‘She was fair and beautiful as a summer rose’: this 19th-century ballad inspired an international beauty pageant to choose a young woman of Irish descent, which was criticized for its lack of diversity.
Dubbed the “Rose of Tralee”, the televised competition made a comeback this year after being canceled two years in a row due to the pandemic.
As the week ended in this town in County Kerry (southwest of Ireland), the candidates, thirty-three young women in colorful evening dresses, sang the famous song.
Known as the ‘Roses’, they are Irish or from the Irish diaspora around the world and have won local elections attracting thousands of entrants.
As her grandmother had done in 1965, 24-year-old law student Katrina Collins represented the Irish community in New York City. “It was a big thing for me. Growing up I always heard about it,” she told AFP.
A country of five million people, Ireland has traditionally been a country of immigrants, which changed in the 1990s when the economy picked up, attracting European immigrants in particular. Most residents identify as white, but the country’s ethnic diversity is increasing.
But despite candidates from around the world, the 2022 candidates were all white, prompting criticism of the lack of diversity, including that of former “Rose” Brianna Parkins.
“There seems to be a lack of diversity,” the 2016 candidate told Irish public broadcaster RTE. “They truly reflect Irish society,” she added.
Last year, the competition announced a series of changes to revamp itself. Married women are now allowed to participate, the age limit has been raised from 28 to 29, and transgender women are welcome.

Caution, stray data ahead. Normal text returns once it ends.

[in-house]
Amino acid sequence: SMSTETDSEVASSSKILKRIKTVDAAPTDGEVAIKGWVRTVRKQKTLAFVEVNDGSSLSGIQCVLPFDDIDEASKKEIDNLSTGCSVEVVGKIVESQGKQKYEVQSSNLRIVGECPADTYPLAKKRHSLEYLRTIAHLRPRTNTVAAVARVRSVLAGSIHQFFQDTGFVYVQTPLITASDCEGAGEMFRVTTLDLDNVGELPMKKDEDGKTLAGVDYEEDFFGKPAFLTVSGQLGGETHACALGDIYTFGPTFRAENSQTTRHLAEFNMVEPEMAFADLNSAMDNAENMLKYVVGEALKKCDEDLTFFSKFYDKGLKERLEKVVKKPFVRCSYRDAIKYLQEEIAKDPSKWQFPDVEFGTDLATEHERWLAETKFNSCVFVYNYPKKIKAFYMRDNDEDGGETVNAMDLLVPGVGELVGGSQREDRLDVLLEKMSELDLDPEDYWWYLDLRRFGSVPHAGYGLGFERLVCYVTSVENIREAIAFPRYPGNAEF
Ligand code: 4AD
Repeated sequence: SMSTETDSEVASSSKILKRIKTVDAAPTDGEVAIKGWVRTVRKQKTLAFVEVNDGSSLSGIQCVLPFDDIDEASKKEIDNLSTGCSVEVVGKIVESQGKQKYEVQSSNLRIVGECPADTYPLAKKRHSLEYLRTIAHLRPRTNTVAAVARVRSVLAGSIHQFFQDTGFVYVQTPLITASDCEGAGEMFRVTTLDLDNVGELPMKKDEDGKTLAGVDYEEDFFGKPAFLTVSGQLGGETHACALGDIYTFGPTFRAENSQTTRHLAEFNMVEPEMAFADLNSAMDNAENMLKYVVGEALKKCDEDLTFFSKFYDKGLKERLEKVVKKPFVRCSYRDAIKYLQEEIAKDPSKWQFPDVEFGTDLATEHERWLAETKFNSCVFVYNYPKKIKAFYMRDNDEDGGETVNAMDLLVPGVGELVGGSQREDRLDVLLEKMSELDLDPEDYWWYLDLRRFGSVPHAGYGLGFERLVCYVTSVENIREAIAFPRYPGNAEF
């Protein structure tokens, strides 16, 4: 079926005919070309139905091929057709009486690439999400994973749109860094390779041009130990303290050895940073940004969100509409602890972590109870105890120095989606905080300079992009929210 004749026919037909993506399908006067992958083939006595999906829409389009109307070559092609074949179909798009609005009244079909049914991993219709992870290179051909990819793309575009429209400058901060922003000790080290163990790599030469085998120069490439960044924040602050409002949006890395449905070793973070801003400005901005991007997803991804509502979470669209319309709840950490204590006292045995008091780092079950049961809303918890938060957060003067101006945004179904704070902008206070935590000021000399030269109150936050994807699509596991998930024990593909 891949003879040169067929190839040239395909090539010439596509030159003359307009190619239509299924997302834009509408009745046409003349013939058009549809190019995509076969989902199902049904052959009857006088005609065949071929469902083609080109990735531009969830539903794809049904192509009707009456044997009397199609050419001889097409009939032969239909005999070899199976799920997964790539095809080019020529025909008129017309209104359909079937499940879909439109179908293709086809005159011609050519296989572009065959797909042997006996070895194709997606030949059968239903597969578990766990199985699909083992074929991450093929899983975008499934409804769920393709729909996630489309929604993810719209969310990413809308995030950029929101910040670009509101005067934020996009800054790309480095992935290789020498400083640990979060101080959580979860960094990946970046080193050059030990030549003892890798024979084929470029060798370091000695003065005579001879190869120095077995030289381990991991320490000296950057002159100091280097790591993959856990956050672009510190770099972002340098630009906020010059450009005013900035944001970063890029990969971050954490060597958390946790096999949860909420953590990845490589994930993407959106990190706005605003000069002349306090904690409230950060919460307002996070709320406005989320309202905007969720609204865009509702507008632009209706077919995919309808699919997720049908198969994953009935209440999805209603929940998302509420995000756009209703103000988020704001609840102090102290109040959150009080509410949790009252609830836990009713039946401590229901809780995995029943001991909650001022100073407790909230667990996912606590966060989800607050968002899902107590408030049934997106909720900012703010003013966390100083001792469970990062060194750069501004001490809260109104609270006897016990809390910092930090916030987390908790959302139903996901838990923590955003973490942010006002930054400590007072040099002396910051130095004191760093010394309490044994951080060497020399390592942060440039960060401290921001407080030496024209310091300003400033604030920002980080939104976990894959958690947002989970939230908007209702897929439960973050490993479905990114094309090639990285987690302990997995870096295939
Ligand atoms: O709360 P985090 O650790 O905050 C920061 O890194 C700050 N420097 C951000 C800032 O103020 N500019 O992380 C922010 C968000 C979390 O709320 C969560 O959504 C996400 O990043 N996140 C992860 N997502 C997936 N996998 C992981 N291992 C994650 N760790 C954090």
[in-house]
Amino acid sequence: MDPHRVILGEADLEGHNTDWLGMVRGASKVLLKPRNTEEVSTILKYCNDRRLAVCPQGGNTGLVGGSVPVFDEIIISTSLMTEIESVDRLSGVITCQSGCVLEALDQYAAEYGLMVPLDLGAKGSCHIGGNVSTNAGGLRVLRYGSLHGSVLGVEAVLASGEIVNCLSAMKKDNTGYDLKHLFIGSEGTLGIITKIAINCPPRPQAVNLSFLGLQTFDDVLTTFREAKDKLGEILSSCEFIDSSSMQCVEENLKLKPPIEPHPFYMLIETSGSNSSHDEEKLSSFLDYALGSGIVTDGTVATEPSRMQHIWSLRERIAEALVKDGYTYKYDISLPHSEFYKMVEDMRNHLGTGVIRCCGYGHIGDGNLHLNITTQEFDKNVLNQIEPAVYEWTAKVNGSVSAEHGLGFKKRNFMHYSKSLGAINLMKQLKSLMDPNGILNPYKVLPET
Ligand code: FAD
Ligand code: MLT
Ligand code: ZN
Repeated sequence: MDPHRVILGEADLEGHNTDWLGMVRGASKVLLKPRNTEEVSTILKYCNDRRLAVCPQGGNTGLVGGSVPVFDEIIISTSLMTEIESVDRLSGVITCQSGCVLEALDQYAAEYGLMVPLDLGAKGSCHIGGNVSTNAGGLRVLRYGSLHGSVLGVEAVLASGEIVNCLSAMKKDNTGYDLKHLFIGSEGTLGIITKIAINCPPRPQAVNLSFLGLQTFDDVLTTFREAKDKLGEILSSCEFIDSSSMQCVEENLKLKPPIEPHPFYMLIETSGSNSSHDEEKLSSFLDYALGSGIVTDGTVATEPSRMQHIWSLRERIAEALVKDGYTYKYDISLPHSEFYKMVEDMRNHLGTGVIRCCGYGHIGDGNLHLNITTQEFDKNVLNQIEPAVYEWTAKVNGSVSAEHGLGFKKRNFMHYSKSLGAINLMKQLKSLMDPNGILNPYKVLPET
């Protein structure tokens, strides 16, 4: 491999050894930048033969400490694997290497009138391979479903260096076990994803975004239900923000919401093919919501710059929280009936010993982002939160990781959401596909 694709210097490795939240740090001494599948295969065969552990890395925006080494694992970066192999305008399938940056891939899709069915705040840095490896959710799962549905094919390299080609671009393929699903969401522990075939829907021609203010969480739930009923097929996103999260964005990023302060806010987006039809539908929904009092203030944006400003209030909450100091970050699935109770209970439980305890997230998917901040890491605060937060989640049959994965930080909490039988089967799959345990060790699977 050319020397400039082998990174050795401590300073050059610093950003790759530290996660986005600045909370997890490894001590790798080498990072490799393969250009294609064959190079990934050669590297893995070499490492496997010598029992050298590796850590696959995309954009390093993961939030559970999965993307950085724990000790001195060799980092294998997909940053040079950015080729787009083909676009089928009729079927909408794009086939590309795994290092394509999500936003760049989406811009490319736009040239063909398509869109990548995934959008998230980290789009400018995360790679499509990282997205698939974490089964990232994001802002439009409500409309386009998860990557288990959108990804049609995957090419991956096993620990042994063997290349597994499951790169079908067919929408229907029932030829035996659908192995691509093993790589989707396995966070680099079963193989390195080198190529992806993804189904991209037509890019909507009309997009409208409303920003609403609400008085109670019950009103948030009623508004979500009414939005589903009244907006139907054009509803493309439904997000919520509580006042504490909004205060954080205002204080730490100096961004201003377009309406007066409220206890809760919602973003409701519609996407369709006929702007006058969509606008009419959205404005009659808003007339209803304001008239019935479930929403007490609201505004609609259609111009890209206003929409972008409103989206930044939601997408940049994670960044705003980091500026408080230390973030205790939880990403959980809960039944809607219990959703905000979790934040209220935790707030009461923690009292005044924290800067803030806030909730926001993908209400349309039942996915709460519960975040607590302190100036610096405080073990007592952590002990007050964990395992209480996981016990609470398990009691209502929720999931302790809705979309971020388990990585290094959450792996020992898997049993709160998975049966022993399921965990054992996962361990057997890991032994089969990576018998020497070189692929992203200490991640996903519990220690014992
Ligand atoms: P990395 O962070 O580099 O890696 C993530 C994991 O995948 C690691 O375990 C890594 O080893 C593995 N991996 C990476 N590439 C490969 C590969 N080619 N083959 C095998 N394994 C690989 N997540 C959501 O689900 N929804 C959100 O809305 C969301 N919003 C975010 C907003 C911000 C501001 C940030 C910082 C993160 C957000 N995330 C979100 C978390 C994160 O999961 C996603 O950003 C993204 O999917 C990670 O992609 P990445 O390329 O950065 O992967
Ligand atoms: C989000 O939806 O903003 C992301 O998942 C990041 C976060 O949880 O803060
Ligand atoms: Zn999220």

Founded in 1959 and a fixture on Irish television since first airing in 1967, the competition has tended to evolve over time.
Irish writer Mary McGill recalled that it was founded at a time when “Catholic Puritanism” formed a “large part” of Irish identity and subjected womanhood to “a form of extreme scrutiny and expectation. Extreme in terms of morality”.
“Because of that origin, I think that baggage still exists,” she said, considering the competition “can strangely tap into the spirit of the times.”
“It has been able to breathe new life into the 21st century because of its connection to Irish identity, nostalgia and the international community.”
– “Identifier” –
Bodybuilding enthusiast Joy Quigley, 26, a competitor from Wexford (in the southeast of Ireland) struck a few poses for the crowd in a bright green dress with a tattoo on her arm.
“I think the modern Irish girl is not a pretty, glamorous princess. We’re a bit rough and it’s important that we can relate to that,” L. told AFP.
Broadcast two consecutive evenings in prime time, the competition surfs a kitsch image.
In Queensland (northwest Australia), men in the audience were moved to tears as they heard the candidate recite a nostalgic poem.
She mentioned chip sandwiches, which are very popular in Ireland.
The ‘Rose of Tralee’ celebrates the links between Irish communities around the world.
Meizen Tinkler, from Toronto, Canada, who was diagnosed with autism a year ago, said she received support from other contestants.
“Rose of Tralee” executive chairman Anthony O’Gara said the criticism was “absurd”. He expressed his excitement by pointing out that three of the last four winners of the competition were of mixed race: “I’m tired of people finding new reviews every year to attack the competition”.
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